From the days of yore, from far off lands, heard told by mysterious people – gypsies, I believe – is a story so fantastic most question the truth in it the first time they hear it, especially if it is after a pint or two at the Olde Towne Pub. Yet, when coming home in the mists, when the mind is weary, the horse is plodding, and the shadows are deep the dark of the dense forest; the mind will replay the story, however fantastically dismissed only an hour before. Most will begin to glance at fallen tree trunks, boulders covered with moss, odd shapes in the dark woods and with thoughts of the tale they just heard. Moreover, their steps will likely quicken to find their way to lantern and homestead, for however one may fancy good fortune from the like of fairies or benevolent leprechauns, it is another reality to entangle fates with witches, trolls, or violent beasts. Thus is the power of The Fairy Tale.
A fairy tale type of short story normally for children which typically features fantasy characters, such as witches, goblins, trolls, demons, mermaids, royalty, gnomes, or giants, and usually includes magic or enchanted feats. Fairy tales are found in oral and in literary form, are also used to describe tales blessed with unusual happiness or romance, as in “fairy tale ending” and can also refer to a story so far-fetched as to be a tall-tale or a ‘fairy story.’ Fairy tales differ from legends in the ‘once upon a time’ aspect as opposed to actual places, people, or times. For instance, the tale of Cinderella is a fairy tale while the tale of Davy Crocket at the Alamo is legend.
Of course, Psychology has turned to fairy tales in an effort to understand the human mind. This is accomplished by examining the characters in the stories. As many fairy tales hinge upon a revelation of the truth about those who have been somehow disguised, also the tales reveal disguise behind the human psyche.
Sigmund Freud believed that dreams and fairy tales came from a relaxed state that was a window into the unconscious. For Carl Jung, the theory of ‘collective unconscious’ was revealed by universal forms and symbols, known as archetypes, found in ample evidence in fairy tales. Another well known psychologist to use fairy tale in psychology is Bruno Bettelheim, who published Uses of Enchantment in 1976. Bettelheim believed that fairy tales are a tool for children learning to navigate reality and survive in a world ruled by adults.
Hans Christian Anderson, Brothers Grimm, and Mother Goose had been our primary fairy tale authors until Golden Books and Disney took up the challenge. The regular formula cast women as pawns, waif or wicked, powerless to their own design, men subservient to their class, and children as chattel. The Golden and Disney folks cleaned up the blood and guts off scene. Disney added animation, music, theme parks …and a cult was born.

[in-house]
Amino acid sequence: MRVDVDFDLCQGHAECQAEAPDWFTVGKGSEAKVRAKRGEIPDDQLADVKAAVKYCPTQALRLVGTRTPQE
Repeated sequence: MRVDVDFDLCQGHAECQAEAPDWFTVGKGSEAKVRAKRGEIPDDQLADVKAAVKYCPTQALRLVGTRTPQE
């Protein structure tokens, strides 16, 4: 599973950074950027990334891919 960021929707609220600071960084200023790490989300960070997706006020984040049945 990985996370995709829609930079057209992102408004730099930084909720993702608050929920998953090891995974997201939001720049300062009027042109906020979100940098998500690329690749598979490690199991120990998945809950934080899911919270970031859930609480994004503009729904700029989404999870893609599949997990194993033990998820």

Cult is not overstating it, if you are female. Princess and bride are what you desire more than air after seeing these films as a little girl. Perhaps it was all that psychologizing of our archetypes, Barbie dolls, Hugh Hefner Playboy Empire, and the onset of the women’s movement, but people began to realize that perhaps young girls might deserve other messages.
There was this ‘radical’ notion in literature and in Hollywood (also in psychology by Narrative Psychologist Michael White) that fairy tales could be rewritten to suit our modern sensibilities and would serve as culturally liberating and valuable. Even Disney is now making stronger, multicultural feminine heroines and more supportive male heroes who are less violent and more sensitive.
This weekend’s film release Mirror, Mirror, a modern retelling of Snow White and the Seven Dwarfs features Lily Collins as Snow White and Oscar®-winner Julia Roberts as the evil Queen is a wonderful example of mixing elements of the classic fairy tale with modern values. The effect is hilarity and positive moral values for all. Snow White is transformed from low self-esteem to a strong positive role model. She reforms the dwarfs, saves the poor towns folk, reclaims her royalty, saves the prince and king, banishes the wicked queen, gets her man, and looks great all the while. Not an ounce of passivity, all power and respect!
As a study in re-writing fairy tales, ABC’s unique series Once Upon A Time is a most fabulous undertaking. The writers have made a brilliant premise, the inhabitants of our fairy tales have been cast into the modern day by the wicked queen without memory of their previous lives, just vague purpose. Incredible back stories have been given over the season explaining the ‘hows and whys’ of so many of our fairy tale happenings. Also, in this case the characters are not the passive pawns they seemed when I was a child, they are strong and resilient.
Of course, there are plenty of other fairy tales rewritten, too numerous to list them all, but I shall mention a few more. Ever After with Drew Barrymore is a delightful retelling of the Cinderella fairy tale, as is Pretty Woman with Julia Roberts and Richard Gere, and Once Upon A Mattress with Carol Burnett (The Princess and the Pea) is still hilarious. I’ll stop but I could keep listing!
The point is fairy tales are a part of our cultural consciousness, that’s why they are such a rich source material. When you call someone a ‘snake,’ a ‘wolf,’ or a ’witch,’ there is no mistaking your tone….that is due to the influence of those stories, rather than personal experience with snakes, witches, or wolves! That is the power of fairy tale.
Gail-Elaine Tinker, M.S. is a Psychotherapist in the Lehigh Valley PA who often uses Narrative Therapy technique among other positive therapeutic methods in her private practice. For more information please visit her website www.tinkerpsychotherapy.com.